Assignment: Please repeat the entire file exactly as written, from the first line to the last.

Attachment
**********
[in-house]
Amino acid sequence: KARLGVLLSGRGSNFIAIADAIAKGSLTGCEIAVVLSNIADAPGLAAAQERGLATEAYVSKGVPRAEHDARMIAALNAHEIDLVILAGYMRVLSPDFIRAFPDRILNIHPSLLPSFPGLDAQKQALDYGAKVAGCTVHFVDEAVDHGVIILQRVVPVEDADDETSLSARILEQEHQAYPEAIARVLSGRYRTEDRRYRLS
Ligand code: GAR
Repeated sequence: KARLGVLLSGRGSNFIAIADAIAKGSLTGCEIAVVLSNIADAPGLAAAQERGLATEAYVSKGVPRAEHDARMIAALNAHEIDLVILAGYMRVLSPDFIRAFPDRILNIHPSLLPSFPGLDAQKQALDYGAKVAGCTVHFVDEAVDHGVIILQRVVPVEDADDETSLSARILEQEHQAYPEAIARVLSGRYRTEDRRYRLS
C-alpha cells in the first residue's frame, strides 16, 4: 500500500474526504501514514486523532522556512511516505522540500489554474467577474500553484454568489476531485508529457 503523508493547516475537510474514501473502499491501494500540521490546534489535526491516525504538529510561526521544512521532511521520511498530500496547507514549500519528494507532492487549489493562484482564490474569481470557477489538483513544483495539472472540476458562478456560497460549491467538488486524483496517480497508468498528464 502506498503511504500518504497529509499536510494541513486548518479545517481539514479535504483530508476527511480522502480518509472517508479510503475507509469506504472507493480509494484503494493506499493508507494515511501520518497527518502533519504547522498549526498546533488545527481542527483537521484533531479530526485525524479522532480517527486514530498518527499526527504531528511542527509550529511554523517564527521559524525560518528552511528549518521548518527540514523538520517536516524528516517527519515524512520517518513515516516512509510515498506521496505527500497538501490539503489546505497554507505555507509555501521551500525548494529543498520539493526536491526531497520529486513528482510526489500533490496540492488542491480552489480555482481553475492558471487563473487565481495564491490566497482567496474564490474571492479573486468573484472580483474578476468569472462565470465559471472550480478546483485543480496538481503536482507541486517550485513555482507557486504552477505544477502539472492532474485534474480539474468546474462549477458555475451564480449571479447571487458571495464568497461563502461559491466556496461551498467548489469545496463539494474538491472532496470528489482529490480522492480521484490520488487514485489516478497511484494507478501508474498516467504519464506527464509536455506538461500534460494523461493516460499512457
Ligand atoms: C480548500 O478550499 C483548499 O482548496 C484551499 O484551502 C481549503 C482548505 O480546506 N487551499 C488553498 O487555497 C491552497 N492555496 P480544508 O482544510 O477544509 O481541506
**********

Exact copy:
[in-house]
Amino acid sequence: KARLGVLLSGRGSNFIAIADAIAKGSLTGCEIAVVLSNIADAPGLAAAQERGLATEAYVSKGVPRAEHDARMIAALNAHEIDLVILAGYMRVLSPDFIRAFPDRILNIHPSLLPSFPGLDAQKQALDYGAKVAGCTVHFVDEAVDHGVIILQRVVPVEDADDETSLSARILEQEHQAYPEAIARVLSGRYRTEDRRYRLS
Ligand code: GAR
Repeated sequence: KARLGVLLSGRGSNFIAIADAIAKGSLTGCEIAVVLSNIADAPGLAAAQERGLATEAYVSKGVPRAEHDARMIAALNAHEIDLVILAGYMRVLSPDFIRAFPDRILNIHPSLLPSFPGLDAQKQALDYGAKVAGCTVHFVDEAVDHGVIILQRVVPVEDADDETSLSARILEQEHQAYPEAIARVLSGRYRTEDRRYRLS
C-alpha cells in the first residue's frame, strides 16, 4: 500500500474526504501514514486523532522556512511516505522540500489554474467577474500553484454568489476531485508529457 503523508493547516475537510474514501473502499491501494500540521490546534489535526491516525504538529510561526521544512521532511521520511498530500496547507514549500519528494507532492487549489493562484482564490474569481470557477489538483513544483495539472472540476458562478456560497460549491467538488486524483496517480497508468498528464 502506498503511504500518504497529509499536510494541513486548518479545517481539514479535504483530508476527511480522502480518509472517508479510503475507509469506504472507493480509494484503494493506499493508507494515511501520518497527518502533519504547522498549526498546533488545527481542527483537521484533531479530526485525524479522532480517527486514530498518527499526527504531528511542527509550529511554523517564527521559524525560518528552511528549518521548518527540514523538520517536516524528516517527519515524512520517518513515516516512509510515498506521496505527500497538501490539503489546505497554507505555507509555501521551500525548494529543498520539493526536491526531497520529486513528482510526489500533490496540492488542491480552489480555482481553475492558471487563473487565481495564491490566497482567496474564490474571492479573486468573484472580483474578476468569472462565470465559471472550480478546483485543480496538481503536482507541486517550485513555482507557486504552477505544477502539472492532474485534474480539474468546474462549477458555475451564480449571479447571487458571495464568497461563502461559491466556496461551498467548489469545496463539494474538491472532496470528489482529490480522492480521484490520488487514485489516478497511484494507478501508474498516467504519464506527464509536455506538461500534460494523461493516460499512457
Ligand atoms: C480548500 O478550499 C483548499 O482548496 C484551499 O484551502 C481549503 C482548505 O480546506 N487551499 C488553498 O487555497 C491552497 N492555496 P480544508 O482544510 O477544509 O481541506